Reflections on Twitter

About a month ago, I posted about my intention to use Twitter as a one-line professional development blog.  My goal was to post every day for a week and then report on my experience at the end of the week.  I never managed to post seven days in a row and so I postponed my reporting several times until deciding enough is enough.  Since joining Twitter in March, I’ve made 65 tweets, 31 of which came in the last month.  It’s time to report.

In a recent post, Michele Martin described Twitter as “an extravert’s dream”, and I have to agree.  It provides constant, brief connections to crowds of people.  But I’m not an extrovert.  I’m uncomfortable and awkward in crowds.  I look for quiet corners at crowded parties and hope someone interesting gets lost on their way to the refreshments.  Sometimes I hope in vain, but sometimes an interesting person does come my way, and so I continue to go to parties.  For me, using Twitter is much like attending a party.  It’s full of strangers, casual acquaintances, and few close friends.  It’s full of background noise like the ever-present thumping of a subwoofer.  A lot of the time the party is lame, but sometimes you meet someone, hear something, or say something that makes you glad you showed up.

During my little Twitter self-challenge, interesting people began to stumble into my corner of the party.  Soul4real provided timely tech support.  Helenabaert expressed concern and Jepson offered encouragement.  Several people thanked me for sharing a link to the index of my Tools for Teaching with Technology wiki.  A couple of people have even tentatively agreed to contribute to the wiki.  (Additional contributors would be welcomed!) I doubt that Twitter will ever become the number one tool in my personal learning network, but I think I’ve finally developed enough of a Twitter presence/network to get some value from the tool.

About Kimberly McCollum

I'm a former middle and high school science teacher and current stay at home mom.
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6 Responses to Reflections on Twitter

  1. Oh Kim, I am SO with you in that corner at the party! And I agree with you that Twitter is very much like being at a party, where there’s a lot of background chatter and some nuggets of conversation that you can grab onto here and there. Maybe Posterous or Tumblr would be better suited for your one-sentence journal. A lot less noise.

  2. sarahmstewart says:

    It has taken me a long time to see the value of Twitter but I am really into it now. Yes, a lot of the noise I ignore, but I have also made some valuable connections and I feel it complements my blog in a way that I never foresaw. BUT, I do work from home a lot. When I am doing my classroom work, I do not use it half as much, and thats when its value decreases for me. Otherwise, it-s fun, which I enjoy.

  3. I find my attachment to Twitter comes and goes. I’ve found it to be a decent way to connect socially with the people I have “other” connections with, and helpful in finding good tools or blog posts of the others I follow. Unfortunately, some of the people I’ve enjoyed following have found over time that Twitter made them hyperconnected and its superficiality interfered with their real learning. I agree with you Kim that it isn’t likely to be the most valuable tool in the box, but it does come in handy sometimes.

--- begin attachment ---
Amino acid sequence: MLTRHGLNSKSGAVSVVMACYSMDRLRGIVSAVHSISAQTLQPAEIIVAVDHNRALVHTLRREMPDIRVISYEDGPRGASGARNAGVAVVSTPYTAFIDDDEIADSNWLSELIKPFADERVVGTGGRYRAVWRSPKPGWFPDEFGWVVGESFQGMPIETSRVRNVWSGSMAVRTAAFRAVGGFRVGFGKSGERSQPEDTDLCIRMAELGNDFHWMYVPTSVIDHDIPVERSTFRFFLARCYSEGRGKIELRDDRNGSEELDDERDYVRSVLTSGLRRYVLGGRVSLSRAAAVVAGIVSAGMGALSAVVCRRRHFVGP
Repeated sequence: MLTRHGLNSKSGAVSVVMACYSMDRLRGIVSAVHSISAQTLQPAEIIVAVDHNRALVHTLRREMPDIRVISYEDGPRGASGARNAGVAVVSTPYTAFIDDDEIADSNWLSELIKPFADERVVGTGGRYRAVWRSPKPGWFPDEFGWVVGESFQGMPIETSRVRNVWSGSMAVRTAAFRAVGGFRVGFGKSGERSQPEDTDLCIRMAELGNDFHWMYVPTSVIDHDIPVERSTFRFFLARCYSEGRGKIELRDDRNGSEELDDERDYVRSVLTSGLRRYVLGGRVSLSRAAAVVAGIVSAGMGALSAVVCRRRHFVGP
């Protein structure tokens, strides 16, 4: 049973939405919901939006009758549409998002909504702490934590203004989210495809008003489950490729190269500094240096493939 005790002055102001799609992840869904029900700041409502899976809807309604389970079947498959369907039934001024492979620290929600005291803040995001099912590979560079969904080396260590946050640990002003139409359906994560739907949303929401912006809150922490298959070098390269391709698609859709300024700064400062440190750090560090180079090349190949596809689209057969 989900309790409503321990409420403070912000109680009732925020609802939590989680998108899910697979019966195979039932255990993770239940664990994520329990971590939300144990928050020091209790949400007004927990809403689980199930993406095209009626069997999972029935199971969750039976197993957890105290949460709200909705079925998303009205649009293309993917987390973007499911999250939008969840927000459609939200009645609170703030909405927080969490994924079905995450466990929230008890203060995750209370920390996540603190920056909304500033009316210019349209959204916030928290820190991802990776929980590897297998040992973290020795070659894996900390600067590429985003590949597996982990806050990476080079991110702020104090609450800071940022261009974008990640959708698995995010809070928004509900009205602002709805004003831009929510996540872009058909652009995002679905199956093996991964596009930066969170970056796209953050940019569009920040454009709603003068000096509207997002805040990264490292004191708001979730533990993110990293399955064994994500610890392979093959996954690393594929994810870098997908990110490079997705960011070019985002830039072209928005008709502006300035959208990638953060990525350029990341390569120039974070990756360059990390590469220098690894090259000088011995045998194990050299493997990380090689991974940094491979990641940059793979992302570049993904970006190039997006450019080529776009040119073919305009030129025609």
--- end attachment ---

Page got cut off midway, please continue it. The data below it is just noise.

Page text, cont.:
4. inpi says:

    Hi Kim,
    I surely will be joining you and Michele Martin in that cosy corner at the party…only I will be enjoying it deeply, for both of you are among my favorite bloggers…
    Yes, you are those “interesting people that got lost on their way to the refreshments”; and I could add some more, as I have been lucky enough to be on their way since I found Twitter.
    No background noise, no waist of messages, just instantaneous flashes of life sparkling precious information from any corner of the world, with a glimpse of humour from Australia, a hint of simpathy from the US,
    a call for sharing from the UK.
    It is true that I’m just following 20 people – that’s already scaring to me – and that their conversations don’t easily get too familiar (as it would be welcome in private, face to face talks with personal friends), thus not leading to that disturbing feeling of being caught in a noisy turmoil of chaotic communication.
    I’m sorry I hadn’t read your other article, where you invited people to follow you in order to share that experience; I’ve also recently losed two great Twitter companions: snbeach and bookjewel, that have “migrated” to Plurk; I surely miss their sober and clever “twits” where they excelled in a wise mixture of cordial relationship and great “professional” tips.
    Thanks for sharing.
    Ines

  5. I think we share the same corner. It took me a while to get Twitter, but after about six months, it has now become a significant part of my PLE. I finally build a network with which I identified (and dropped those not adding value), and now find it is useful for bringing things to my attention that I then jump off into blogs or other websites to explore.

    And while I do not talk much at parties, I do listen, and I find some of the “conversations” in Twitter pure entertainment!🙂

  6. @Britt — I think we’d all share a very interesting corner🙂

    I think it has also taken me about six months to start getting value from Twitter. I wonder how much time the average twitter user invests before seeing real value? And how many give up before getting any value?

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